Thirteen-year-old José Rodrigo Vanegas was in seventh grade and from Juárez, where he often visited family. He, along with his two brother and two sisters, lived with their mother who was working while finishing school and raising her children. In fact, they had lived in a shelter for awhile. When I heard he was from Juárez, I thought, “This is going to be a good kid.”  He had been playing chess for two years. And, just as I did when I was his age, he felt more comfortable speaking Spanish than English.

Lirio Amanalli Gomez was a very shy and soft-spoken 12-year-old seventh grader when she joined the team in 2014. At first glance, you would think a strong wind would carry her off, but I discovered a backbone of steel in her as time went on. She was the youngest of three sisters who lived with their mom, who was very involved in their school activities. When she was younger, her father would practice chess with he, mostly just moving pawns around the board. In elementary school she’d been in a chess program. Now she wanted to get a little more serious about it. It brought back bittersweet memories.

Manuel Esteban “Manny” Tejada was 12 years old and in sixth grade when he joined the Henderson Chess Club. He played football and basketball on the city league teams and was very accomplished at both. He was also in the Henderson band. He enjoyed trying new things and liked that chess was “a gentleman’s game.” He wanted to learn more, so the first day of school, he joined the team. A gifted and talented student, Manny was a real character and would quickly prove to be the spirit of the team. He had a larger-than life-personality, and his presence filled any room he entered with joy and energy.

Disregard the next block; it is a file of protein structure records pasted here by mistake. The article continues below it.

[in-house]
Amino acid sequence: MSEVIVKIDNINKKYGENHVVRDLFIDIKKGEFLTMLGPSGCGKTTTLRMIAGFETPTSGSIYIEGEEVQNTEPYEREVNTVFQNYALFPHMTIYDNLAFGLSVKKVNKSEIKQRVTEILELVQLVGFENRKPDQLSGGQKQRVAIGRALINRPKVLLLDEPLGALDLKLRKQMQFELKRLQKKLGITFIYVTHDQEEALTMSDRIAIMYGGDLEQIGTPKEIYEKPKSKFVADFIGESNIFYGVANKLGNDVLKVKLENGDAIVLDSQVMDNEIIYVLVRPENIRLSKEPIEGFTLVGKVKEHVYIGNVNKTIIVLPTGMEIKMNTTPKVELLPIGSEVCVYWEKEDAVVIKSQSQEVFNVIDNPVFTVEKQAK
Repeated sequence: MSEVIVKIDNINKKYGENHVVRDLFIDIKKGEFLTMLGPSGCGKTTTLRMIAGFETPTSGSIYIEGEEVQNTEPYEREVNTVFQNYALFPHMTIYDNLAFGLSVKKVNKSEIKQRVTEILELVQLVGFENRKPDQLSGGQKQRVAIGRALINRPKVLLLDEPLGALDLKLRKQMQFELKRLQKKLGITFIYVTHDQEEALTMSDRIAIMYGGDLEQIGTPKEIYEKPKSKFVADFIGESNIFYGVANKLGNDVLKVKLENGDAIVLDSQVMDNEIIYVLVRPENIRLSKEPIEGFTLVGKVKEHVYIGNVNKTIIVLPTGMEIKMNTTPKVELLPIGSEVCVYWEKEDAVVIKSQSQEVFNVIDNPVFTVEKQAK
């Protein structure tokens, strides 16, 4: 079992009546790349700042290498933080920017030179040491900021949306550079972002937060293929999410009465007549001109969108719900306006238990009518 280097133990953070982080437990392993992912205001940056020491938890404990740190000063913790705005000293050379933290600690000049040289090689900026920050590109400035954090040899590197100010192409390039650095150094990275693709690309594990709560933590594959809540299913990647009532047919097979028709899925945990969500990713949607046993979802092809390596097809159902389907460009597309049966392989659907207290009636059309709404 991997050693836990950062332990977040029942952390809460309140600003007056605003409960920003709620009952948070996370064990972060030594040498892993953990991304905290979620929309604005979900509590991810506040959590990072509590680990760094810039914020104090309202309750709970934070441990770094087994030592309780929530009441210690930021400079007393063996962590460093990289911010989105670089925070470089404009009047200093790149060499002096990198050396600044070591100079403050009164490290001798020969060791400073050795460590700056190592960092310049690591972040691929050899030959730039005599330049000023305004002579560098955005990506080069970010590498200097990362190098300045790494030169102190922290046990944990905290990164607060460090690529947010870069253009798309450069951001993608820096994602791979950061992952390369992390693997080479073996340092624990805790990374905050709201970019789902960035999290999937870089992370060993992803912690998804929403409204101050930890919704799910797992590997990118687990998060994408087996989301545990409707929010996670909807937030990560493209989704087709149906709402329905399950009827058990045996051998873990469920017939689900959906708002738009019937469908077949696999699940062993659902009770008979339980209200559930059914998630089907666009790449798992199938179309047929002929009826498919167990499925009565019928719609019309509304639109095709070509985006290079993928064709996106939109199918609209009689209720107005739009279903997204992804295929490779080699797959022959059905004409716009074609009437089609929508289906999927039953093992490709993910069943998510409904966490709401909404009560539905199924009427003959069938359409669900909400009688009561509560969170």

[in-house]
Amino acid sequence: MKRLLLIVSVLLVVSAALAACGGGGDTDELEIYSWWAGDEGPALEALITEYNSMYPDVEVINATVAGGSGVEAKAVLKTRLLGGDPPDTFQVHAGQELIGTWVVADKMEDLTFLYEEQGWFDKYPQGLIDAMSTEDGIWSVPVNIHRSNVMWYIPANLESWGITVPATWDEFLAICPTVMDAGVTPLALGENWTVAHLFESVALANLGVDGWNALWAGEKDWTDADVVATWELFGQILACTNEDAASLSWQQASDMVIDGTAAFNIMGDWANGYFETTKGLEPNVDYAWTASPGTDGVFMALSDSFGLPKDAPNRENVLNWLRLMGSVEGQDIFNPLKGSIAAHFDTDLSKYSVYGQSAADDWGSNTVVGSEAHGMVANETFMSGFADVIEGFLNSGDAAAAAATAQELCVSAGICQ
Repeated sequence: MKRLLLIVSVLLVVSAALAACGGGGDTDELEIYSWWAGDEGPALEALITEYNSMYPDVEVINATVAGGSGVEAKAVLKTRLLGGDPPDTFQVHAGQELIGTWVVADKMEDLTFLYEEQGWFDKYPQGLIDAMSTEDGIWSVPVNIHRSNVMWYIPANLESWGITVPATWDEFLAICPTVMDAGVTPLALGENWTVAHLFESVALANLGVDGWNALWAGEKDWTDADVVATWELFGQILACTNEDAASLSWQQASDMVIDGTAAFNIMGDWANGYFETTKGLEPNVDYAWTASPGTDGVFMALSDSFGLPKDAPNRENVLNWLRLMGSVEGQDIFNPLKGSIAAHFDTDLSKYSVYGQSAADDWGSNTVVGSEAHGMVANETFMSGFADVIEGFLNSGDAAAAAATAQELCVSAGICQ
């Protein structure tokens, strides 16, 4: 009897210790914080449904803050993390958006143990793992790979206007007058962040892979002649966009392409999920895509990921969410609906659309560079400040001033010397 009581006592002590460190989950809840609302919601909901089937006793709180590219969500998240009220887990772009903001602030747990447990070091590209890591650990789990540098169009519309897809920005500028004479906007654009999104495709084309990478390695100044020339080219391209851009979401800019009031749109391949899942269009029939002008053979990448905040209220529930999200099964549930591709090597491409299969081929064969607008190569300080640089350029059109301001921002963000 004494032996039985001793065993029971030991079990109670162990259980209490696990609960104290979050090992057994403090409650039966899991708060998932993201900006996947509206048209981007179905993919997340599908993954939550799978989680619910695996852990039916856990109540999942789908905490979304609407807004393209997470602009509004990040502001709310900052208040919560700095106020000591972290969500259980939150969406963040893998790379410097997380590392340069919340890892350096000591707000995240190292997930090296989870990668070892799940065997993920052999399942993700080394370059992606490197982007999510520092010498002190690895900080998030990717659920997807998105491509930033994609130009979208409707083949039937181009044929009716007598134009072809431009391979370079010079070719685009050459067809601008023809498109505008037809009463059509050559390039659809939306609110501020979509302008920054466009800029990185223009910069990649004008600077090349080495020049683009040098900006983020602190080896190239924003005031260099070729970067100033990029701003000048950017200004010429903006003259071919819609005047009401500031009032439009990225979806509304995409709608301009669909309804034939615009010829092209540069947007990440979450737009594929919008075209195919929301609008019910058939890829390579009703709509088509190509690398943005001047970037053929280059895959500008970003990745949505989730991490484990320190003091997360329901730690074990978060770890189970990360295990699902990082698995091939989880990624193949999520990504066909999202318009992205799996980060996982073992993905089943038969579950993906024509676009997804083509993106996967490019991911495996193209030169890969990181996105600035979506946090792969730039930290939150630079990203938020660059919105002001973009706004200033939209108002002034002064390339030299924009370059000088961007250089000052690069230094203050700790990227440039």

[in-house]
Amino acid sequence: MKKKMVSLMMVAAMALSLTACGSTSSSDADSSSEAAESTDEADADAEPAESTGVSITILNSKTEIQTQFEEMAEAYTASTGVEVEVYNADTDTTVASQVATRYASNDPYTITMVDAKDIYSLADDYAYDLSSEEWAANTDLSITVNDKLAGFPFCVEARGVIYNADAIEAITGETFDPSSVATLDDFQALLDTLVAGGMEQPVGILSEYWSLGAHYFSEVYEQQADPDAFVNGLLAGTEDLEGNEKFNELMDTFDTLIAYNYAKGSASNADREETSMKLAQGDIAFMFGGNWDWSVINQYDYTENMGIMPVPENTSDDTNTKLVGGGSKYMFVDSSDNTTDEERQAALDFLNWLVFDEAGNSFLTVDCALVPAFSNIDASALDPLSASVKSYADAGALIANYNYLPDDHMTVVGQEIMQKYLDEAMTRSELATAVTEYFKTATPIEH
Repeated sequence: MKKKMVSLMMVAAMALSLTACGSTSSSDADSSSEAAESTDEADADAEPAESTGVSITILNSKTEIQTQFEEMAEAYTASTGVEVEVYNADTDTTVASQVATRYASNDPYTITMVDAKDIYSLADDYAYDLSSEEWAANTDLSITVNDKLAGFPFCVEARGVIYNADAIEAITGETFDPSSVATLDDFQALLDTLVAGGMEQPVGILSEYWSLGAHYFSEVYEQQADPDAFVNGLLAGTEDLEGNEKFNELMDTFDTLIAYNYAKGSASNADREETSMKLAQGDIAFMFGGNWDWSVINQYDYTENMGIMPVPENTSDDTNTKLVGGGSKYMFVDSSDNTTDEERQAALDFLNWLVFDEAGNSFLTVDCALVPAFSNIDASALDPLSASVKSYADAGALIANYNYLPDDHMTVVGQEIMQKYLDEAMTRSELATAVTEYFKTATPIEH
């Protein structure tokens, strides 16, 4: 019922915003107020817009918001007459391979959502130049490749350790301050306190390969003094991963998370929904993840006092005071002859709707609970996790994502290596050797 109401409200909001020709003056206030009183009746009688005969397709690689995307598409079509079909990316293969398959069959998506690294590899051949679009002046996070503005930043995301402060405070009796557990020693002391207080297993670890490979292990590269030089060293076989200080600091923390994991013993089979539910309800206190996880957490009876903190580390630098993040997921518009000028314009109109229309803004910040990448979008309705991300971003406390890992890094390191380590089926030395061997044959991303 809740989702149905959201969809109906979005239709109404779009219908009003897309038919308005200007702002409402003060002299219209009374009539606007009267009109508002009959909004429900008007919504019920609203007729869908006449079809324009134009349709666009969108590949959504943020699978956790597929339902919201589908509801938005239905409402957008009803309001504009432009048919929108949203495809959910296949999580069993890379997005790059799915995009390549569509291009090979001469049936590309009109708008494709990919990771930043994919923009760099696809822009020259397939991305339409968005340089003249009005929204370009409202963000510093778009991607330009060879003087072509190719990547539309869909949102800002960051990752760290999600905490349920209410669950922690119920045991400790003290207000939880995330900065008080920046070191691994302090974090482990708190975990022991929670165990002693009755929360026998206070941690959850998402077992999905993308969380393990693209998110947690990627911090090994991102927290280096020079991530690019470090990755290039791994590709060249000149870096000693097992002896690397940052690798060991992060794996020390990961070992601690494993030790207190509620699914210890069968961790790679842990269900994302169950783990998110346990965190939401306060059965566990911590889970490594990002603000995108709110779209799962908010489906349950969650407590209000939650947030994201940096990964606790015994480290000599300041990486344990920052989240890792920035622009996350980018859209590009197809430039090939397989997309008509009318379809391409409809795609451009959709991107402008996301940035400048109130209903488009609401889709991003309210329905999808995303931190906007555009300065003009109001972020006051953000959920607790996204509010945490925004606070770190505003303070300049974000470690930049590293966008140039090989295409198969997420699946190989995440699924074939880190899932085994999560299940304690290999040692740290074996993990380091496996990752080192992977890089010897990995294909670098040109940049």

Next on the roster was René Ezequiel “The Swag Kid” Rodriguez. René was 13 when he joined the chess team in early 2015. He had an older brother and sister, but didn’t know his father. There were occasions when he wouldn’t be able to stay after school for chess practice because his mom was sick. In spite of his challenges, the kid had a lot of swag (oh, could that little guy dress up!). He had a different kind of swag than Pedrito (who was the cool cat). He played classical guitar and enjoyed composing.

Francisco Jesus “Frankie” Marquez hadn’t quite turned 12 years old when he joined the team as a sixth grader in early winter of 2014. He lived with his mother and a 19-year-old sister; his dad wasn’t present in his life. Like most of the students, Frankie had family in Juárez. He was a gifted student. Unlike talkative Manny, Frankie was introspective, and even a bit eccentric. Watching him play chess was a trip!  All he had to overcome was his tendency to wander off.

Last, but NOT least, of the final dynamic dozen was Joshua Yosef Alvarado “Josh” Valero. Josh was competent at chess, but he was also a star athlete and loved playing football, basketball, and soccer. His real interest level in chess was a little iffy. Time would tell.